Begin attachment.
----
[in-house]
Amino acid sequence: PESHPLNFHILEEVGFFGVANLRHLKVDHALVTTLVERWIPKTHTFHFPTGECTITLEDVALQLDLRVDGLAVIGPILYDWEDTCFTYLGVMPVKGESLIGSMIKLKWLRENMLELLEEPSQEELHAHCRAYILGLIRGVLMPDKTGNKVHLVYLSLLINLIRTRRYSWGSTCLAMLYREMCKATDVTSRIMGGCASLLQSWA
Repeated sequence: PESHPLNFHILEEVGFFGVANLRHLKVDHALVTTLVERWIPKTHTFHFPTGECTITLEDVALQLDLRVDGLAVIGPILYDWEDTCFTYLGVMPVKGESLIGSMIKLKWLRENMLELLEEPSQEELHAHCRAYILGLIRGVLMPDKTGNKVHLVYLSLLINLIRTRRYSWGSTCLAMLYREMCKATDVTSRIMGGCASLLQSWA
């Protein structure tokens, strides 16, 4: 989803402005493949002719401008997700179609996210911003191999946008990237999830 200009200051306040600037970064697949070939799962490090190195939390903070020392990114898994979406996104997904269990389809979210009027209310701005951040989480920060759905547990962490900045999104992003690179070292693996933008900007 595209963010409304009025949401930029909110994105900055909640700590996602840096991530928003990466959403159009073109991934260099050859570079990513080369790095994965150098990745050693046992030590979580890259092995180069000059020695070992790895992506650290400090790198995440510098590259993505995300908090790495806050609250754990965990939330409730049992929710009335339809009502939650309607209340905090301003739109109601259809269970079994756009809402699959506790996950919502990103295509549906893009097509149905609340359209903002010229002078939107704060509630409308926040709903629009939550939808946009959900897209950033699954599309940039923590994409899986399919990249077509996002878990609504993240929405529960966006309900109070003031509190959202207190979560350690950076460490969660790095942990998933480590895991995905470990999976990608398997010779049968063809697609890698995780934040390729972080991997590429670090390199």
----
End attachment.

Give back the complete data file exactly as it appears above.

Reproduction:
[in-house]
Amino acid sequence: PESHPLNFHILEEVGFFGVANLRHLKVDHALVTTLVERWIPKTHTFHFPTGECTITLEDVALQLDLRVDGLAVIGPILYDWEDTCFTYLGVMPVKGESLIGSMIKLKWLRENMLELLEEPSQEELHAHCRAYILGLIRGVLMPDKTGNKVHLVYLSLLINLIRTRRYSWGSTCLAMLYREMCKATDVTSRIMGGCASLLQSWA
Repeated sequence: PESHPLNFHILEEVGFFGVANLRHLKVDHALVTTLVERWIPKTHTFHFPTGECTITLEDVALQLDLRVDGLAVIGPILYDWEDTCFTYLGVMPVKGESLIGSMIKLKWLRENMLELLEEPSQEELHAHCRAYILGLIRGVLMPDKTGNKVHLVYLSLLINLIRTRRYSWGSTCLAMLYREMCKATDVTSRIMGGCASLLQSWA
């Protein structure tokens, strides 16, 4: 989803402005493949002719401008997700179609996210911003191999946008990237999830 200009200051306040600037970064697949070939799962490090190195939390903070020392990114898994979406996104997904269990389809979210009027209310701005951040989480920060759905547990962490900045999104992003690179070292693996933008900007 595209963010409304009025949401930029909110994105900055909640700590996602840096991530928003990466959403159009073109991934260099050859570079990513080369790095994965150098990745050693046992030590979580890259092995180069000059020695070992790895992506650290400090790198995440510098590259993505995300908090790495806050609250754990965990939330409730049992929710009335339809009502939650309607209340905090301003739109109601259809269970079994756009809402699959506790996950919502990103295509549906893009097509149905609340359209903002010229002078939107704060509630409308926040709903629009939550939808946009959900897209950033699954599309940039923590994409899986399919990249077509996002878990609504993240929405529960966006309900109070003031509190959202207190979560350690950076460490969660790095942990998933480590895991995905470990999976990608398997010779049968063809697609890698995780934040390729972080991997590429670090390199």